In the CSE picture, Romania is not the only country where privatizations incurred important delays. Fortunately, the Romanian Ministry of Transport signed the privatization contract for CFR Marfa with the Romanian railways operator, Grup Feroviar Roman (GFR), which keeps the door opened to the international lenders.
ROMANIAN NATIONAL POST COMPANY AND TAROM, NOT READY FOR SALE
Romanian National Post Company, the largest operator on the couriers market, got an unfavorable verdict from investors. There were no entities interested in acquiring the tender book and a new deadline for submitting the non-bidding offers was set for 30 June 2014. In the meantime, efforts are been made to increase the Company’s attractiveness by reducing the number of employees, rescheduling the debt to the State budget and requesting the European Commission to approve the conversion of a debt to the State budget of RON 242 million (EUR 55 million) to equity.
The announced sale of 20% of Tarom shares was also postponed for when the flight airline operator becomes more attractive for investors. Tarom went through an extended conflict between CEO Christian Edouard Heinzmann and the Board of Directors, led by Dan Pascariu. As a result, the CEO’s mandate will end in November, three years earlier than agreed. Tarom managed though to improve its result, reporting a loss of RON 63 million (EUR 14.3 million) in the first half of 2013, down from loss of RON 120 million (EUR 27.3 million) in the same period in 2012.
ANOTHER ATTEMPT TO SELL THE RAILWAY FREIGHT OPERATORS IN THE CSE
Under European Union (EU) and International Monetary Fund (IMF) pressure, several privatizations of the railway freight operators in the CSE were expected to be finalized in 2013. Whereas Hungary went through this process five years ago, in 2013 we could still find on the sale list the state-owned railway freight operators from Bulgaria, Romania, Croatia or Greece. Privatization of this sector was also on the agenda of other countries in the region, like Slovakia. In practice, the road to privatization was long in some countries, being subject to the lack of interest from investors, political willingness or public resistance.
In Bulgaria, the privatization of the state-owned freight railway carrier, BDZ, was cancelled by mid-year 2013, after four investors were expected to place bids. The new plan announced by the Bulgarian government for BDZ, which has been on the sale list for a couple of years, is to be restructured making use of a debt-to-equity swap by the end of 2014. Its major creditor will acquire assets of BGN 97 million (around EUR 49.6 million), which will reduce the debt of BDZ by the same amount. Afterwards, the privatization of BDZ is expected to be initiated again by mid-2015.
Croatia accepted the bid of GFR, for 75% HZ Cargo stake, for a price of EUR 60 million. GFR also acquired 51% stake in the Romanian Railways Company's (CFR) Freight Division - CFR Marfa for EUR 202 million. The privatization of CFR Marfa was also one of the preconditions for a new EUR 4 billion Stand-By Arrangement with IMF and EU. Poland, considered to be a successful story in the CSE, is also going through the privatization of its rail freight operator, PKP Cargo. In 2011, the Polish government decided to sell 50% plus-one-share stake to a strategic buyer through the issuance of new shares and the sale of stake owned by Polish state. However in 2012, the privatization strategy changed in favor of a stock exchange sale, rather than of a specific investor, and currently awaits the Ministry of Transport's decision on it.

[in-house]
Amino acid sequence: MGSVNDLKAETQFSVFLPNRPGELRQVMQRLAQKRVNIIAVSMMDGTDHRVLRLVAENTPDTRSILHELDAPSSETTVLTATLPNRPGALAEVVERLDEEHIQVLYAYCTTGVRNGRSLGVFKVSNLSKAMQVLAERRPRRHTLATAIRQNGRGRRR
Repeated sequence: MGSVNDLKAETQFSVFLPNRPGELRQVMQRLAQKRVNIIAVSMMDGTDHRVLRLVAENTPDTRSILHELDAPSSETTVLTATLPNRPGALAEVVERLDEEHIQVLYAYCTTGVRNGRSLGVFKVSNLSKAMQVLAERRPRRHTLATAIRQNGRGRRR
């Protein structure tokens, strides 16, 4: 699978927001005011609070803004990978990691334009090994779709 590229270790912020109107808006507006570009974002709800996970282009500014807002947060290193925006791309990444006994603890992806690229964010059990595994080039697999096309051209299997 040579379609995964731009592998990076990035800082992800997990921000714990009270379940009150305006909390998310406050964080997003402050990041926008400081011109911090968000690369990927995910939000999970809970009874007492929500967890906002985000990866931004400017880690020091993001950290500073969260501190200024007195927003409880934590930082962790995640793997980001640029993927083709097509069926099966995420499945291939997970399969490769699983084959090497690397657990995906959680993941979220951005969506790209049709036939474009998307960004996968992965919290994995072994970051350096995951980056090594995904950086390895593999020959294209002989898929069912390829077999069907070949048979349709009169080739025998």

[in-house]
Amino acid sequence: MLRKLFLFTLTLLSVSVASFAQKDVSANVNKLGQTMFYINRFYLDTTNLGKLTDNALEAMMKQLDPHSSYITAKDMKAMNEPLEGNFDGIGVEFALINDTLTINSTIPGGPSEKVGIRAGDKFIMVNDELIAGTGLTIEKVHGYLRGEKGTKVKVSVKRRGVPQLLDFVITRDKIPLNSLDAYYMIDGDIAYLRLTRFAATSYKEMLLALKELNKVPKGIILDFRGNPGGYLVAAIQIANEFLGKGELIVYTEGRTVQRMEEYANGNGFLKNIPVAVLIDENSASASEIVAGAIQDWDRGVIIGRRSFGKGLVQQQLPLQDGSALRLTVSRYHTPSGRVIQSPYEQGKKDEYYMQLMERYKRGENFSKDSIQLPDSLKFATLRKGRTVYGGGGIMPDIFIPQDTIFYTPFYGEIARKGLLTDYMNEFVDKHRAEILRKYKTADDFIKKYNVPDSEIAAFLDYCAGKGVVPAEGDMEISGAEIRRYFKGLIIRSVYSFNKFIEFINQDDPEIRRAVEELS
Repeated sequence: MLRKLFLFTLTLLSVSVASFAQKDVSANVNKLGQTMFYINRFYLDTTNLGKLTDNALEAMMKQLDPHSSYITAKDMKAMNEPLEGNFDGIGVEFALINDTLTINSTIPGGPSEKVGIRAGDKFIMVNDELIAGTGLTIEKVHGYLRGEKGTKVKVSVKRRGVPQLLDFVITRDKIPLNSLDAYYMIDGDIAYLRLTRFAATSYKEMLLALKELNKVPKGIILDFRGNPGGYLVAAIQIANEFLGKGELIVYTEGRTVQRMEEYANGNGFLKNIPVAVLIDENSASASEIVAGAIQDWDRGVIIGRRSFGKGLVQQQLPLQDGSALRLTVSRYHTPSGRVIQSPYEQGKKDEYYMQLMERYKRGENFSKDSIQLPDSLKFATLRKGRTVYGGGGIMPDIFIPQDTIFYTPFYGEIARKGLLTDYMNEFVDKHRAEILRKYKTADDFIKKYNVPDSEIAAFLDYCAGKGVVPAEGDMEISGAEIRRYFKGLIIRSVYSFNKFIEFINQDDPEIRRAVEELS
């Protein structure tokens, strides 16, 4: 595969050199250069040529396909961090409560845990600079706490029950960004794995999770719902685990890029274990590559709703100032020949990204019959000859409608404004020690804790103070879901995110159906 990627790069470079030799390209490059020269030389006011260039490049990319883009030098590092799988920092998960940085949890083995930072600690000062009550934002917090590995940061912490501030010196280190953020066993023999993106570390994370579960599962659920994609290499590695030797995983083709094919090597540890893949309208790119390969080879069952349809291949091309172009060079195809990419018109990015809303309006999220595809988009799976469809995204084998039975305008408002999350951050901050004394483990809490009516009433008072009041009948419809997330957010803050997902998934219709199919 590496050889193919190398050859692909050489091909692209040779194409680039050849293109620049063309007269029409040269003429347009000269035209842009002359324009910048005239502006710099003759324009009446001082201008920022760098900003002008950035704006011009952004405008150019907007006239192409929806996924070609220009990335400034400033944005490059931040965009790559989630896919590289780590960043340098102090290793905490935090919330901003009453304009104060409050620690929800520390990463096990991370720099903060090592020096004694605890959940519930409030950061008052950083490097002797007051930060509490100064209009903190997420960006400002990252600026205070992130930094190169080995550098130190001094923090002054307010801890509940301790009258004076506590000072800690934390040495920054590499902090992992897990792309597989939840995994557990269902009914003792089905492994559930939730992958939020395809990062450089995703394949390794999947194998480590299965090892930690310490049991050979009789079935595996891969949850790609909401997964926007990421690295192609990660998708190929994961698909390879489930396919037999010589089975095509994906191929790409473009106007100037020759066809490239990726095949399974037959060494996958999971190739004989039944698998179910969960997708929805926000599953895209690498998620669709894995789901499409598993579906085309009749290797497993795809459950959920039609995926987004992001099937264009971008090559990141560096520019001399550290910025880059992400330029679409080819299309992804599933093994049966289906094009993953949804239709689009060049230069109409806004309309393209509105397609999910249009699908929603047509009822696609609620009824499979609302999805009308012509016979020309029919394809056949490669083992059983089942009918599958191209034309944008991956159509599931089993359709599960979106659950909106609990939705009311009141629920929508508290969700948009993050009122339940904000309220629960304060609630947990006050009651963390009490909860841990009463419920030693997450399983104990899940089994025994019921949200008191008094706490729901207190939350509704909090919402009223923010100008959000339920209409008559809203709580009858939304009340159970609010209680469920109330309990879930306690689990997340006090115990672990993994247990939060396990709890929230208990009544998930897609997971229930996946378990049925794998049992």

Poland has taken an important step towards privatization at the end of August 2013, when PKP Cargo entered into an agreement with the labor unions in that concern. The sale value is expected to be placed at around PLN 2 billion (around EUR 470 million), and would be the largest IPO on Warsaw Stock Exchange in 2013. With a rolling stock more than twice the size of CFR Marfa (2,502 locomotives and 65,453 wagons), PKP Cargo revenue in 2012 exceeded PLN 54 billion (EUR 12.9 billion), while its net profit remained at PLN 267 million (EUR 63.8 million).
ROAD FREIGHT CONTIUES TO DOMINATE THE SECTOR
Road freight is expected to continue dominating the transport sector in Romania and according to BMI, accounts for 67.7% of the total freight in Romania in 2013. According to the same source, the sector is projected to record the strongest growth y-o-y out of road, rail and inland waterway in 2013, with road haulage volumes forecasted to expand by 2.4% to reach 190.5 million tones, in line with macroeconomic growth. By 2017, the road haulage volumes are forecasted to expand by 17.9%, reaching 219.2 million tones. On the other hand, EU’s policy regarding pollution should not be ignored and congestion in transport that is threatening the road’s share in the transport sector. The likeliest to benefit from this will be the rail freight, which is projected to account for 20.9% of the total freight carried in Romania in 2017, up from 15% in 2007.